Driving is key to my career – the force’s road policing is one of my responsibilities. But I have always had a love-hate relationship with cars.
I passed my driving test in the Army and went from a Maestro to an ancient Land Rover Defender 110, which I aimed at the road rather than drove.
My first accident came only months later when the driver of an HGV fell asleep at the wheel and drove straight into my path. That sturdy Land Rover saved my life and that of my colleague, but my Sergeant Major was ready to string me up when he saw us limping home in the vehicle. He took some convincing that the accident hadn’t been our fault.
My next unfortunate experience was as a young police officer, I was stationed at West Bar in Sheffield city centre and had various foot-beats (you knew you had made it as senior foot officer when you got Fargate and The Moor as your beat).
The job often involved wrestling with shoplifters, picking up street drinkers and rescuing the occasional naked groom from the fountain on Fargate (what more could a girl want?)
I wanted to take a police driving course so much. If I passed I could then pick and choose the best jobs, and drive up to on-the-beat probationers on cold winter nightshifts and roll down my can window one inch to check that they were still breathing, or only had minor hypothermia.
As I walked the beat and yearned for that elusive course some of my driver colleagues would take pity on me and pick me up in their squad car occasionally.
I should have learnt the first time when one of my fellow officers asked me to accompany him to a burglary.
While we were in the house consoling the victim, we smelt burning.
Having established no one was charring toast in the kitchen, we extended our investigation outside – to find our lovely new Vauxhall Astra police car was on fire. The local kids were using it as a bonfire.
Another time, I was the passenger in a police car driving through a complex of flats when we heard an almighty bang on the roof. Imagine our surprise to find a television balancing precariously on our car!
The owner of said TV didn’t want to watch Coronation Street, but his partner did. And as he chucked it off their balcony his timing had been impeccable.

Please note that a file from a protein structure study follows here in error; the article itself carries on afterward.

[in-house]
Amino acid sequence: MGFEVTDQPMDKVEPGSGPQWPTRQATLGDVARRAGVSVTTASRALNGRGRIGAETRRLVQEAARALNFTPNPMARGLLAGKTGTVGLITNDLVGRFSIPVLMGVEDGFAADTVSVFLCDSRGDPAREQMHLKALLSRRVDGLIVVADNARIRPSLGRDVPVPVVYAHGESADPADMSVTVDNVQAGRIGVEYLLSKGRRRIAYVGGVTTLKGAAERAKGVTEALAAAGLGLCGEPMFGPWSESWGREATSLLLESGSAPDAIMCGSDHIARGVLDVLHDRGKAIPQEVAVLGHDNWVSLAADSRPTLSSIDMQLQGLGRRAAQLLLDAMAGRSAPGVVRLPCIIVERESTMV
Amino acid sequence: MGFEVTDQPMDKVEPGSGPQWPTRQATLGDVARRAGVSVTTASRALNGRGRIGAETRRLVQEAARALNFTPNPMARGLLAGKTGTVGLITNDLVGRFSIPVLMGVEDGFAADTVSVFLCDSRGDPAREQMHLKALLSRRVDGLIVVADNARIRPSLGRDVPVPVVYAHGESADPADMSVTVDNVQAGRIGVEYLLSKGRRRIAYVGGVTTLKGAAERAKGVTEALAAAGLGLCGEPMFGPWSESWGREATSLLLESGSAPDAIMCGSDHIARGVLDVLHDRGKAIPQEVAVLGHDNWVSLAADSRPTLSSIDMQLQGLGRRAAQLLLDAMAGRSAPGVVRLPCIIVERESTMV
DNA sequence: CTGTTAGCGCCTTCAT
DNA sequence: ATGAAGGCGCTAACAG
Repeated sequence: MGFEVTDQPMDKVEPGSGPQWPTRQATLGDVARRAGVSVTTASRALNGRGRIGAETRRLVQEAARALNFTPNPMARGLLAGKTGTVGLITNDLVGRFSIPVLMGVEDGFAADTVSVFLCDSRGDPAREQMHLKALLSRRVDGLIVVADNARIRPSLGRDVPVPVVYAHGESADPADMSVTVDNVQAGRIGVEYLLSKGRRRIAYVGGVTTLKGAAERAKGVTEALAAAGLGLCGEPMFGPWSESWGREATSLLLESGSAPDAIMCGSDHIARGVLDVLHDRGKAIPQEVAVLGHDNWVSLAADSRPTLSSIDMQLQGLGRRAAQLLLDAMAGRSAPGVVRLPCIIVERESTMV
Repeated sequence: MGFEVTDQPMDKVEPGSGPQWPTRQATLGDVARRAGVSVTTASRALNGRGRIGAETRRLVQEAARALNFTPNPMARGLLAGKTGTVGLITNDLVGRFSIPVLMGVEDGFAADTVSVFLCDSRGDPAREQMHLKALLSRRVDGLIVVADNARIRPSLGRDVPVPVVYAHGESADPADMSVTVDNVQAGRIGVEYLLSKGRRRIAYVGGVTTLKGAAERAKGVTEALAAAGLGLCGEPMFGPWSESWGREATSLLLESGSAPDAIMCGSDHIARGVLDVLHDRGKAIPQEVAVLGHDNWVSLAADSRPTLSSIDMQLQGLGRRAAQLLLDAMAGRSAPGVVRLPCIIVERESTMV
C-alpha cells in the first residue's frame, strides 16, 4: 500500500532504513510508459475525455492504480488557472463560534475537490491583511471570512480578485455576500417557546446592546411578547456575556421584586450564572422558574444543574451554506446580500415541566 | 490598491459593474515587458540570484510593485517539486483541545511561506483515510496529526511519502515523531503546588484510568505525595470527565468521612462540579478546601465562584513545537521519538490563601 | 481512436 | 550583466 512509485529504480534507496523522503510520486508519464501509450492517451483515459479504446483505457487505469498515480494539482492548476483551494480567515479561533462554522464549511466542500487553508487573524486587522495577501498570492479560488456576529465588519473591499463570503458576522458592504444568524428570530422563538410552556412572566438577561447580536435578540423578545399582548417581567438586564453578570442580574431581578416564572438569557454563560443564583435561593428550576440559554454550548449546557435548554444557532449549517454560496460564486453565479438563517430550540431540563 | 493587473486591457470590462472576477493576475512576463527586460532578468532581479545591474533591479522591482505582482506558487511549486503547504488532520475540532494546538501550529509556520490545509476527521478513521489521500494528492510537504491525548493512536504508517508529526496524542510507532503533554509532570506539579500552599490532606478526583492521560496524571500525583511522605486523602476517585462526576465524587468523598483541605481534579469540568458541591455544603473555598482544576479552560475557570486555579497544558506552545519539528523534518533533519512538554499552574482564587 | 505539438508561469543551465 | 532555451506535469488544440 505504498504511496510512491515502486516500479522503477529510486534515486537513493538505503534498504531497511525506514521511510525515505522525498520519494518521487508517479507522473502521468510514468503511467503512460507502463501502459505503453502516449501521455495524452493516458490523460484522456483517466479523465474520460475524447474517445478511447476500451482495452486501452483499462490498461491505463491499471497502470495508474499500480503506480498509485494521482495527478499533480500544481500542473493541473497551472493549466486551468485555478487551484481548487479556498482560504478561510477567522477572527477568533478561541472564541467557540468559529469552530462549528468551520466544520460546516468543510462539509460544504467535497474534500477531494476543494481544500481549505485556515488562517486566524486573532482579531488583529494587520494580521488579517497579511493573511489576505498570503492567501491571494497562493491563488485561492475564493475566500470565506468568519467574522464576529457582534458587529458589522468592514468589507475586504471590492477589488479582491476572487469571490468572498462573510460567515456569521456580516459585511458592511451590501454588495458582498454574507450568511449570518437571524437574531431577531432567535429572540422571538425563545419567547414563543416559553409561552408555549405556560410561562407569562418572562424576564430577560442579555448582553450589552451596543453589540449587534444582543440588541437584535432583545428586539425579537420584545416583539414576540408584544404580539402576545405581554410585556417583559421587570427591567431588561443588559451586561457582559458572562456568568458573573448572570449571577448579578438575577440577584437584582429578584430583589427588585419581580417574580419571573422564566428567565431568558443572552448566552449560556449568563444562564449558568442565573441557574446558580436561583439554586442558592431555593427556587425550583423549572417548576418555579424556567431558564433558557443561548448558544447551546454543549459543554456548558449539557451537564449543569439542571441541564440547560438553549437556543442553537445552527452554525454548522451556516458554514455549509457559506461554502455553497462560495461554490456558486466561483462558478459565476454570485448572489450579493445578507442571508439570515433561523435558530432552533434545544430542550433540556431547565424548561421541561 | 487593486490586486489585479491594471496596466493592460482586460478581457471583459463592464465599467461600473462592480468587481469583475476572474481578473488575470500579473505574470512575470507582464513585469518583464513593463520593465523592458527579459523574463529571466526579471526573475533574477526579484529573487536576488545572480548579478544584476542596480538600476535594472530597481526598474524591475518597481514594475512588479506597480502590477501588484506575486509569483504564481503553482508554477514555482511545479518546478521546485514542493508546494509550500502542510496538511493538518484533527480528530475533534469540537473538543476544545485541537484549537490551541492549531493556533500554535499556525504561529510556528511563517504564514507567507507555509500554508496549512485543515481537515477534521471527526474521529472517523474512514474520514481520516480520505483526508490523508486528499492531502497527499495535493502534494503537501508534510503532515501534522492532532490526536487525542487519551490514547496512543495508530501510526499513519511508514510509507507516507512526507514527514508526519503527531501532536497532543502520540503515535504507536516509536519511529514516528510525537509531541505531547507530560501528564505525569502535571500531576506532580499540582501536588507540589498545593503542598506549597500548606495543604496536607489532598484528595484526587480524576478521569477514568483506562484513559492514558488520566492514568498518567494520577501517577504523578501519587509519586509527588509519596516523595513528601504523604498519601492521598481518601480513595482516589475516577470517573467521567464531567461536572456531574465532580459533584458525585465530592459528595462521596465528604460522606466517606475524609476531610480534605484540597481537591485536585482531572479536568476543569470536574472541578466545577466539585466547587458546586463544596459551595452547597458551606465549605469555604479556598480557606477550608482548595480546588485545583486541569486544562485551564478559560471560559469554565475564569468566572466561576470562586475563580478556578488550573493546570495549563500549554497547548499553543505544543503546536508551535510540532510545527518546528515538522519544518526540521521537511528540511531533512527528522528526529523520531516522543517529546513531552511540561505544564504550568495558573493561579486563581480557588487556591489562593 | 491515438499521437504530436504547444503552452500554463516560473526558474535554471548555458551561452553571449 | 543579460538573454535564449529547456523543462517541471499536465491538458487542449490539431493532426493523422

The last time I was an eager squad car passenger, my friend was the driver. We were searching for a stolen car which had been spotted in a local estate. Unbeknown to us our inspector was also out looking for it – on our force’s little 500cc Kawasaki bike.
Suddenly I spotted him riding at the side of our car. Before I could shout “Mind the boss”, our illustrious leader’s face was squashed against the offside front window. As my friend slammed on the brakes I saw the poor man sliding down the side of our car.
It may have been the shock of the situation, or that I had quickly realised the collision wasn’t as serious as it looked, but I couldn’t stop laughing. And when my friend shouted, “Caroline, I’ve killed the gaffer” I laughed so much I nearly wet myself. The inspector was fine and I composed myself enough to brush him down and pick his bike up, by the way.
I eventually passed my police-driving course and though I wasn’t the fastest driver, I always got there and back with my car and me in one piece.
I did once have the slowest pursuit ever. I was chasing a Ford Escort in my Peugeot 309 around Sheffield; The top speed ever reached was 20mph. Eventually the 13-year-old driver abandoned the car and got out to run away. But he’d forgotten that he had tied blocks of wood to his shoes so he could reach the pedals. He practically fell into my arms.
Perhaps it’s understandable that I’m no petrol head. My husband, on the other hand, is. He’s a traffic cop and races supercars in his spare time. My son has caught the bug too, so I have to fake interest and watch Top Gear every Sunday evening.
However, I do love my Mini Cooper. It almost makes driving pleasurable.
n Supt Rollitt is chair of South Yorkshire Police Women’s Network, which runs a mentoring program enabling women to realise their potential. To celebrate International Women’s Day and a century of women in policing, the Network is hosting a fundraising evening in aid of Cavendish Cancer Care.